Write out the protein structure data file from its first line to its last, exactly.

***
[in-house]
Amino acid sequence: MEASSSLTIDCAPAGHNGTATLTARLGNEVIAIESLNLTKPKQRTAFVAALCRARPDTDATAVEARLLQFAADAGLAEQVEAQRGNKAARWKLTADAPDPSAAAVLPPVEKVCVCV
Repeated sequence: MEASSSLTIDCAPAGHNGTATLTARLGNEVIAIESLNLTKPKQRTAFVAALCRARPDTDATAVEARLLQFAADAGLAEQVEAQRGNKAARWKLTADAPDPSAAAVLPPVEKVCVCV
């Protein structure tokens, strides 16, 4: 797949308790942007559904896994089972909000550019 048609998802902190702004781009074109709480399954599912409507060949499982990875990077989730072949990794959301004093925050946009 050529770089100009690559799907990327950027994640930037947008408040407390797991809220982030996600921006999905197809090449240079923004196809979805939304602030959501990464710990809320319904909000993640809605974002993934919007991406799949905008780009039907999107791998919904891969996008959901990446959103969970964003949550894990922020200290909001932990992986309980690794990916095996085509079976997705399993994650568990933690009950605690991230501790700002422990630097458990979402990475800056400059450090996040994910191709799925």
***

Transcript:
[in-house]
Amino acid sequence: MEASSSLTIDCAPAGHNGTATLTARLGNEVIAIESLNLTKPKQRTAFVAALCRARPDTDATAVEARLLQFAADAGLAEQVEAQRGNKAARWKLTADAPDPSAAAVLPPVEKVCVCV
Repeated sequence: MEASSSLTIDCAPAGHNGTATLTARLGNEVIAIESLNLTKPKQRTAFVAALCRARPDTDATAVEARLLQFAADAGLAEQVEAQRGNKAARWKLTADAPDPSAAAVLPPVEKVCVCV
């Protein structure tokens, strides 16, 4: 797949308790942007559904896994089972909000550019 048609998802902190702004781009074109709480399954599912409507060949499982990875990077989730072949990794959301004093925050946009 050529770089100009690559799907990327950027994640930037947008408040407390797991809220982030996600921006999905197809090449240079923004196809979805939304602030959501990464710990809320319904909000993640809605974002993934919007991406799949905008780009039907999107791998919904891969996008959901990446959103969970964003949550894990922020200290909001932990992986309980690794990916095996085509079976997705399993994650568990933690009950605690991230501790700002422990630097458990979402990475800056400059450090996040994910191709799925």